The distribution and conservation status of the green salamander (Aneides aeneus) in Tennessee, USA

M.L. Niemiller, R. Hardman, D. Thames, D. Istvanko, Mark A. Davis, C. Ogle, K.D.K. Niemiller, K.E. Dooley, T.M. Clark

Research output: Contribution to journalArticlepeer-review


Green Salamanders (Aneides aeneus) are endemic to the eastern U.S. with a patchy distribution that spans the southern Appalachian Mountains and Cumberland Plateau from Mississippi and Alabama northward into Pennsylvania and Maryland. Green Salamanders are believed to be a specialist of mature hardwood cove forests. Alterations in this habitat from anthropogenic disturbance may be driving population declines that have led to the species being a candidate for listing under the U.S. Endangered Species Act. In Tennessee, Green Salamanders are considered a Species of Conservation Concern; however, their ecology, life history, and conservation status are poorly understood. We conducted the most comprehensive assessment of the distribution and status of the species in Tennessee to date. Specifically, we sought to (1) identify priority populations, (2) address knowledge gaps in its ecology and life history, and (3) complete a comprehensive threat assessment of the species. We conducted surveys of sites with known occurrences and at other sites with suitable habitat, determined geographic extent, and identified existing and future stressors. We documented Green Salamanders at 47 sites during field surveys conducted in 2017–2019, including 30 new sites along the escarpments of the Cumberland Plateau, Cumberland Mountains, Appalachian Valley and Ridge, and northern Eastern Highland Rim. Green Salamanders are now known from 160 localities in 30 Tennessee counties. Existing or potential threats include forest loss and fragmentation from development and logging, construction of water impoundments, over-collection for the pet trade, emergent diseases, and climate change. We offer several recommendations for future research, conservation, and management of the species in Tennessee.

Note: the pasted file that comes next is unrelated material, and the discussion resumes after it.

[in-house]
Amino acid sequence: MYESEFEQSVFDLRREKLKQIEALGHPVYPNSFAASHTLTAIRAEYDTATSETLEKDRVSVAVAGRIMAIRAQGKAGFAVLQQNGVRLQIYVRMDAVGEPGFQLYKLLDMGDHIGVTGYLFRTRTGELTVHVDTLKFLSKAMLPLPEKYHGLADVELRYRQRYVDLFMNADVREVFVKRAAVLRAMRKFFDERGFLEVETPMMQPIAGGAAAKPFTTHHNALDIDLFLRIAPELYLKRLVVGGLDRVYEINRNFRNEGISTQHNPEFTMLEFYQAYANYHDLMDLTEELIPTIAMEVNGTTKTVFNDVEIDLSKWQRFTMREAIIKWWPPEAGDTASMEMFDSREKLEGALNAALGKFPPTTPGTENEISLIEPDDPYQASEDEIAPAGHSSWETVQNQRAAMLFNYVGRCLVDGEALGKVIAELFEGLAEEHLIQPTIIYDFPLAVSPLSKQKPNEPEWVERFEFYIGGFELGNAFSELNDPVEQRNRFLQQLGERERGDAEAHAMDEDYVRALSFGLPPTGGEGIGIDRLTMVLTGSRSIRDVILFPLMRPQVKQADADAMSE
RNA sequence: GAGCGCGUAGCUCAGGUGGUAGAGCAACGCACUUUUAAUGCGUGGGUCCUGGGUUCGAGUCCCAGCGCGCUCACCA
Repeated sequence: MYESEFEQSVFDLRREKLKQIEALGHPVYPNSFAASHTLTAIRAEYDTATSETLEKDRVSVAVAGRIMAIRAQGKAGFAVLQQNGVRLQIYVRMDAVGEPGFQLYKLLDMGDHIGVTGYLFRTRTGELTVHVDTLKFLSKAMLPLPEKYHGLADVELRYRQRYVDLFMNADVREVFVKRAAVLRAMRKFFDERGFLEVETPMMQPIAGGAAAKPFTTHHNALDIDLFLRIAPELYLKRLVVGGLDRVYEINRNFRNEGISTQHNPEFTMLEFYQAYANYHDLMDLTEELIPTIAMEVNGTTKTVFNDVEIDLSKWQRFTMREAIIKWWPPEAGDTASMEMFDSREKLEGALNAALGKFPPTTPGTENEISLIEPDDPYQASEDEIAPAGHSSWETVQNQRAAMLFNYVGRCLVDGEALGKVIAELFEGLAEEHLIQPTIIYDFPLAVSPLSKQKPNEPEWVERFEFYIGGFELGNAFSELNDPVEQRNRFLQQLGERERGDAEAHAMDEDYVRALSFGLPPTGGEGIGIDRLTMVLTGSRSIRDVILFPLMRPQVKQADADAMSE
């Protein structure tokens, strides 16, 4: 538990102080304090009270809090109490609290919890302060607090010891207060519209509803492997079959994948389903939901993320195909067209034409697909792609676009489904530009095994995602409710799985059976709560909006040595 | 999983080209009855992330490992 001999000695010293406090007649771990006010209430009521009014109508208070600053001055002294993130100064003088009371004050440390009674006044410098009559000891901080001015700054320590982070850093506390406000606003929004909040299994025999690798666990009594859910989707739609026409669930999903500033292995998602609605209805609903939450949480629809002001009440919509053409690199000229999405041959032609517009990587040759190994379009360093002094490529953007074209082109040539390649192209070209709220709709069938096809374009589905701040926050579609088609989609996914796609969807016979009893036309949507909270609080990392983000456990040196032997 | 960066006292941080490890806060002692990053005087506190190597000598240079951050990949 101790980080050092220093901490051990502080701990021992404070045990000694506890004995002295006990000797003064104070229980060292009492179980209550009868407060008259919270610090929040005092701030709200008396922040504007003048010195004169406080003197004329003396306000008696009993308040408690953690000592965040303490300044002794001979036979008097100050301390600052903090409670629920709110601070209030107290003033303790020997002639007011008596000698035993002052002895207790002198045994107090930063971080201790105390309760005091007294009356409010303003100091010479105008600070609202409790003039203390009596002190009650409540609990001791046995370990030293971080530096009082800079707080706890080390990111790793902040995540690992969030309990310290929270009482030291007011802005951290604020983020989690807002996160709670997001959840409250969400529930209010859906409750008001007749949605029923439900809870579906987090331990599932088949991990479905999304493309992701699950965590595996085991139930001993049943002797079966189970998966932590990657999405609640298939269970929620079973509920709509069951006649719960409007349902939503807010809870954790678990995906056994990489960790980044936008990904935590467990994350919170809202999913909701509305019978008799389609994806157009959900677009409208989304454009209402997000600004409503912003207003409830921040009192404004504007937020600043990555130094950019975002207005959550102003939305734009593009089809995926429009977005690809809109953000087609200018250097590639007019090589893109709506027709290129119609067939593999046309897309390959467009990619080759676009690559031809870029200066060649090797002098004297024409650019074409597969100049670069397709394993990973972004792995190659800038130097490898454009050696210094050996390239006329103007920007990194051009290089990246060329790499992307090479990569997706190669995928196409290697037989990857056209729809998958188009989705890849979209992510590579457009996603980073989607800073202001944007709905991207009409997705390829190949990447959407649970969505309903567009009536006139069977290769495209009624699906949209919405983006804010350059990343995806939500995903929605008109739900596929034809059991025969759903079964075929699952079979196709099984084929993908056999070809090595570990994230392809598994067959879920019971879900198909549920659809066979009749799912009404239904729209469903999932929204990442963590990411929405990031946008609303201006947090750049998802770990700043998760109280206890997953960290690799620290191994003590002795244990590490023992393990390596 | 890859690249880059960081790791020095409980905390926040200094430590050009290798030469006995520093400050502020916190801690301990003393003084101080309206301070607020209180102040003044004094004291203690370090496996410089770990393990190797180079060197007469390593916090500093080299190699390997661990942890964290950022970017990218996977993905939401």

Original languageEnglish (US)
Pages (from-to)249-265
Number of pages17
JournalHerpetological Conservation and Biology
Issue number2
StatePublished - Aug 2022


  • INHS
  • Cumberland Plateau
  • Plethodontidae
  • species
  • threat assessment
  • Appalachian Valley and Ridge

ASJC Scopus subject areas

  • Ecology, Evolution, Behavior and Systematics
  • Animal Science and Zoology


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